Washington University Law Quarterly
Part I of this Article outlines a few fundamentals upon which the subsequent analysis is based. It argues that despite technological advances, access to the local wireline telephone infrastructure is still critically important. Further, there is precious little competition today in wireline telephony, and competition can flourish only with appropriate regulation. Part II examines the Act’s network disaggregation provisions, with a particular focus on two fundamental questions: What portions of the network should be unbundled? And at what price? It argues that while the statute itself is sound, the regulations promulgated under it evince basic economic confusion that has harmed the incumbent local exchange carriers (“ILECs”), and provoked a series of reactions and retaliations. Surprisingly and ironically, the unbundling provisions have decimated the competitive local exchange carriers (“CLECs”)—the very people the regulations were supposed to help. A new regulatory framework is proposed. Part III shifts to consideration of the Act’s provisions that open up long distance to regional Bell operating companies (“RBOCs”) and argues that while the overly formalistic statutory language may have some flaws, again, the implementing regulations have floundered—this time to the advantage of the RBOCs. Again, a possible solution is explored. Part IV considers the thorny subject of federalism—here, unlike unbundling and long distance, the complexities appear to be an inevitable part of our broader federal system. Nonetheless, Congress was again able to devise an innovative new approach—this time to address evolving issues of federalism. A fundamental theme throughout Parts II, III, and IV is that, contrary to Chairman Hundt’s belief, the courts have tried their best to backfill for the FCC, and that their intuition about where to intervene has been excellent. The courts are, however, limited as a generalist judiciary by lack of institutional expertise. In the end, the Article argues that getting the fundamentals of deregulation right will go a long way to curing the telecommunications industry’s ills. Chairman Powell has stated that the need for regulatory reform is most pressing in local markets where a network access policy “that promotes competition, investment and innovation to deploy advanced networks” is needed. Put simply, this Article argues that rather than tossing out the Act, a better approach would be for the FCC to develop regulations that coincide with economic and technological reality.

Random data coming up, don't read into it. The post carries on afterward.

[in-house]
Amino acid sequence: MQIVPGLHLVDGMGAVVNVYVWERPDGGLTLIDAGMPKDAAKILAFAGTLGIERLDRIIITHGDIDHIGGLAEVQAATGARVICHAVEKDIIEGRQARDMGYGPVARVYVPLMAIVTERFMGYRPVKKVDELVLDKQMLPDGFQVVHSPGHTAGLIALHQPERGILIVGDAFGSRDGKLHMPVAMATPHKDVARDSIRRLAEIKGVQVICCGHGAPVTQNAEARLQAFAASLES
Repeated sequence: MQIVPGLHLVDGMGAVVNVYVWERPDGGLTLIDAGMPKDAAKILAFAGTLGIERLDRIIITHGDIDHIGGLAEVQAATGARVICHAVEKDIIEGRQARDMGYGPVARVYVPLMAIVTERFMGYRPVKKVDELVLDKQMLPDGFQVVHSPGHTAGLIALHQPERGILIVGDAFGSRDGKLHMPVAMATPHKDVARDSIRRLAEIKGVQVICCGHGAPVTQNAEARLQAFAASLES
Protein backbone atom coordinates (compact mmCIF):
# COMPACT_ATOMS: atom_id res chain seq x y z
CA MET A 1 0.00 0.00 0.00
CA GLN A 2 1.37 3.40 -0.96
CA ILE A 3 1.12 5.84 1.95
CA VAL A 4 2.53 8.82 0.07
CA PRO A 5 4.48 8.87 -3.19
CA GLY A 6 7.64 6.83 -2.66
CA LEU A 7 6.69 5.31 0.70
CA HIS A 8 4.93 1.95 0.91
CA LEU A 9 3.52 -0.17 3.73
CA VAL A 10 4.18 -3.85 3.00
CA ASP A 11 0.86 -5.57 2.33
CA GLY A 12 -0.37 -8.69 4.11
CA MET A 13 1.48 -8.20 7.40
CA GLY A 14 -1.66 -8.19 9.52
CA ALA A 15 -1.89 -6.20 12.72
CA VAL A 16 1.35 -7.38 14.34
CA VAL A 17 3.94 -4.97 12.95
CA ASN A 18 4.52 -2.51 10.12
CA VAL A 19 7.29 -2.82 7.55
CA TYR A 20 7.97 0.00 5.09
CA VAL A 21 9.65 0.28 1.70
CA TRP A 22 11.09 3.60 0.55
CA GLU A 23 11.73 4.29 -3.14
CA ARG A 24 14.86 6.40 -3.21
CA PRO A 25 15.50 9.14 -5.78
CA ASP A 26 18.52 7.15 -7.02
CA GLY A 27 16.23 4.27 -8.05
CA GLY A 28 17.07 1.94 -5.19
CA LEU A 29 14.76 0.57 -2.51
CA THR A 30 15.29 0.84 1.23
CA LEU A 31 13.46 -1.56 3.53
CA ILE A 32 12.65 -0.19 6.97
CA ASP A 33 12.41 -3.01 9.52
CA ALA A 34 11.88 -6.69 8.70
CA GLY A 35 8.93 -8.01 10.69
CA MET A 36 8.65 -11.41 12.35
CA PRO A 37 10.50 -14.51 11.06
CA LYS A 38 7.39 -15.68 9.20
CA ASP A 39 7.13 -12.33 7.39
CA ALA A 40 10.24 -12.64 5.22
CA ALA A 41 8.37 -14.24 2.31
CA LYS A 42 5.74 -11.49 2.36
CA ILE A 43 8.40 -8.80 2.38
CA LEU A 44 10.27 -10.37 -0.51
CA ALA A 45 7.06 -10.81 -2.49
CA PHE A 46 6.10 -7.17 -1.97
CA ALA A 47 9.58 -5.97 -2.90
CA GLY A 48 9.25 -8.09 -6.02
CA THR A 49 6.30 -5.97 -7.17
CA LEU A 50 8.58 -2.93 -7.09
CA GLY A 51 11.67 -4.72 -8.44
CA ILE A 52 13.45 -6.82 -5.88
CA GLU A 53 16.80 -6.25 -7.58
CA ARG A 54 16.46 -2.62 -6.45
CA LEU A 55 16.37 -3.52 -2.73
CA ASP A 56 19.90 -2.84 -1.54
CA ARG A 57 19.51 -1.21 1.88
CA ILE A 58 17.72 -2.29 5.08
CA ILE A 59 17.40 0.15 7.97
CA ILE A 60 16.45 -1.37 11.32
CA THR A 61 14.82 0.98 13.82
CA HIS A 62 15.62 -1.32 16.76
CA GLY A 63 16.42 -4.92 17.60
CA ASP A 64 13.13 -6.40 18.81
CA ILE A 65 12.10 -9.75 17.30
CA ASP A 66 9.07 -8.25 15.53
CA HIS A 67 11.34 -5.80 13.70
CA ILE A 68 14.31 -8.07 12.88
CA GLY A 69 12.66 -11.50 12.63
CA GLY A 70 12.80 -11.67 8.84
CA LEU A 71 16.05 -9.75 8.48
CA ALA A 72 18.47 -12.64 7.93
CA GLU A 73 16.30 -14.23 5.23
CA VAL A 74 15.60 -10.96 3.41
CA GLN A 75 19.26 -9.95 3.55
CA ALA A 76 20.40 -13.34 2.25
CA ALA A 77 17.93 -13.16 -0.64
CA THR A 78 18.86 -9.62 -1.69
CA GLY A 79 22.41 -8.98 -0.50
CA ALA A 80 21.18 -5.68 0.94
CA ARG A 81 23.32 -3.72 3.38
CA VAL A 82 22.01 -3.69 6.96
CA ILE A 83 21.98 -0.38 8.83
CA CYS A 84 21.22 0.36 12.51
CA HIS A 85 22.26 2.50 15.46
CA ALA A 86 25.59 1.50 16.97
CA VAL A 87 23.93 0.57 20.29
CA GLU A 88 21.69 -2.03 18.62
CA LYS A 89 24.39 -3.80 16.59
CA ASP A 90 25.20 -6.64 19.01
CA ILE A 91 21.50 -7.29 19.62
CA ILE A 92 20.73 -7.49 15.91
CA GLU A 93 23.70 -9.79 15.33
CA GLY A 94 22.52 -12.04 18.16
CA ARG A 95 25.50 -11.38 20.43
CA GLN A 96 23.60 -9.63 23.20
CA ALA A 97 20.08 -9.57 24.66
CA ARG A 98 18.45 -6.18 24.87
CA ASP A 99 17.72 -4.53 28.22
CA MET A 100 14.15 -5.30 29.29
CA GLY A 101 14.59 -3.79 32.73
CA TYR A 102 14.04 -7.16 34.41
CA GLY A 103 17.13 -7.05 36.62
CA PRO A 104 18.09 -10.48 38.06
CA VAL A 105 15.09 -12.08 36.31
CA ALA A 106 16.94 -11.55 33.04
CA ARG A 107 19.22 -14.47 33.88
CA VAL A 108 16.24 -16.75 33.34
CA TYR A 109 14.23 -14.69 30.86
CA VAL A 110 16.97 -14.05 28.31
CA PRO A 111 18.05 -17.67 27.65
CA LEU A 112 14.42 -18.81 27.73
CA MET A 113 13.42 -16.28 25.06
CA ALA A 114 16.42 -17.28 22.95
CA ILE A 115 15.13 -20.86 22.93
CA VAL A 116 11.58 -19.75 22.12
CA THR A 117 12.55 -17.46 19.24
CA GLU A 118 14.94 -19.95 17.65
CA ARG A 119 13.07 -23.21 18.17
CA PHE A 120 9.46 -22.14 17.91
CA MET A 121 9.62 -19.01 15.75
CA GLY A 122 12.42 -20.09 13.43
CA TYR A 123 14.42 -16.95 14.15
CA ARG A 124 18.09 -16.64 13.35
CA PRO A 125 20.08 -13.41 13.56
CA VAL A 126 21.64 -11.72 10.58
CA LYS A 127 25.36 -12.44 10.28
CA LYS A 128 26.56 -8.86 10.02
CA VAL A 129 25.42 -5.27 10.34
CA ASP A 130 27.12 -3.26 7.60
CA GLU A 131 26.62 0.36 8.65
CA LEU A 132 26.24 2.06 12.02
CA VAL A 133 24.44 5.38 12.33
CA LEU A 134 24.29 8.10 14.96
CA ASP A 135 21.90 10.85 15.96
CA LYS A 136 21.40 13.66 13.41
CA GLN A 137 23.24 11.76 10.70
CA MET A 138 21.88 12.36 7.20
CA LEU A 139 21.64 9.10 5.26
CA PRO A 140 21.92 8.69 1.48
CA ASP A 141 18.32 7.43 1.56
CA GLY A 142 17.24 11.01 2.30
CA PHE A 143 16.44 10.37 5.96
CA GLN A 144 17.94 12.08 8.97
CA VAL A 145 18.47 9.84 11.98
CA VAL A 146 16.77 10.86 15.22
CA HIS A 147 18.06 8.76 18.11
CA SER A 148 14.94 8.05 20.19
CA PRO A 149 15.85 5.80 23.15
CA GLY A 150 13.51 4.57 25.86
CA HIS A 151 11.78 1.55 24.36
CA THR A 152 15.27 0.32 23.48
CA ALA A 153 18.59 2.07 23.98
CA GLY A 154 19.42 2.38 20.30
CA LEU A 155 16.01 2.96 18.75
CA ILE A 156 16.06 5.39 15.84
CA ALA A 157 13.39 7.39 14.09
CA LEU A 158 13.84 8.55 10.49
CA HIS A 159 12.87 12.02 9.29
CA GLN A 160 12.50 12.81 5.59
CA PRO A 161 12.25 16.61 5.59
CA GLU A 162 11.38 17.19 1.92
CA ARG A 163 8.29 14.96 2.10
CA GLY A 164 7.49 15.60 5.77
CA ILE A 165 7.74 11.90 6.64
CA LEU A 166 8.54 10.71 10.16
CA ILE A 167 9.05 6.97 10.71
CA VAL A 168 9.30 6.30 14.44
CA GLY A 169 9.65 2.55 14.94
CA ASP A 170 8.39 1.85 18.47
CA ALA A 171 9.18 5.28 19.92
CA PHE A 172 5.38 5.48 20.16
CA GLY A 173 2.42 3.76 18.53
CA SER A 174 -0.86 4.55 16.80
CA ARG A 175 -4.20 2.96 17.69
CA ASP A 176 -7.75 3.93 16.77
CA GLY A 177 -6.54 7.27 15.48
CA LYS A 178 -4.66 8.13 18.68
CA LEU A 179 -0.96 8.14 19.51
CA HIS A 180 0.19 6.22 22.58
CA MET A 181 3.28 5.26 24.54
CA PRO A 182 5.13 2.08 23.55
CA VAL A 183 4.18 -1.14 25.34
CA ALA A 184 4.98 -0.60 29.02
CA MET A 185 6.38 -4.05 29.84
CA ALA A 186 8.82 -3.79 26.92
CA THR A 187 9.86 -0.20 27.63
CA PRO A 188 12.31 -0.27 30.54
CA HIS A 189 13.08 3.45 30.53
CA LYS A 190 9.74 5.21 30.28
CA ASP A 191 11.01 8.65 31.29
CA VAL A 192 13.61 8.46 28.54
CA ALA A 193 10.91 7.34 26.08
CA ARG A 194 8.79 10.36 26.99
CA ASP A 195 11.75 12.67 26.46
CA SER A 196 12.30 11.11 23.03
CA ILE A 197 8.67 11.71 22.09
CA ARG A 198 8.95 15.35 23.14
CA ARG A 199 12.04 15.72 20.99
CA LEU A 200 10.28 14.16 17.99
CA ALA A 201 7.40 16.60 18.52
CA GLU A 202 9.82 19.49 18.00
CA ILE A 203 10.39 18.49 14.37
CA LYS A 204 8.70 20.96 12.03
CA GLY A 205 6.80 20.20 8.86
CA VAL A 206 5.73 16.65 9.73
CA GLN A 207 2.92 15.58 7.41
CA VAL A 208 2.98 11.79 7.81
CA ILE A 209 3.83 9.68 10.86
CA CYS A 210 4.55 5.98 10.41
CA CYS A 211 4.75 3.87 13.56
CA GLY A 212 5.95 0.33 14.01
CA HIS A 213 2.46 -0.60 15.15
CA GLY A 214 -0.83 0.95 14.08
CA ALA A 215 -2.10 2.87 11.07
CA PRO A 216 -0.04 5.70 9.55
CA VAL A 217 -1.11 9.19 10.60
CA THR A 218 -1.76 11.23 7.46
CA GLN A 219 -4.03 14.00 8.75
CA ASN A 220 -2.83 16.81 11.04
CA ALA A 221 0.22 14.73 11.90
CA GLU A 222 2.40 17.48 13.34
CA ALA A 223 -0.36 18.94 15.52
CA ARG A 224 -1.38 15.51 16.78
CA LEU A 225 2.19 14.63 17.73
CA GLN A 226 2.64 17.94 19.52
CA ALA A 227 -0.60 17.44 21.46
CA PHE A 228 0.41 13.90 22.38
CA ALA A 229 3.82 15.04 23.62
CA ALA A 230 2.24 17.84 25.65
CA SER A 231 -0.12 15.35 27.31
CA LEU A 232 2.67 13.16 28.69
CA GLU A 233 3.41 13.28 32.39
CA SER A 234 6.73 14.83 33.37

Competitive Debacle in Local Telephony: Is the 1996 Telecommunications Act to Blame?,
81 Wash. U. L. Q. 1
Available at: http://openscholarship.wustl.edu/law_lawreview/vol81/iss1/1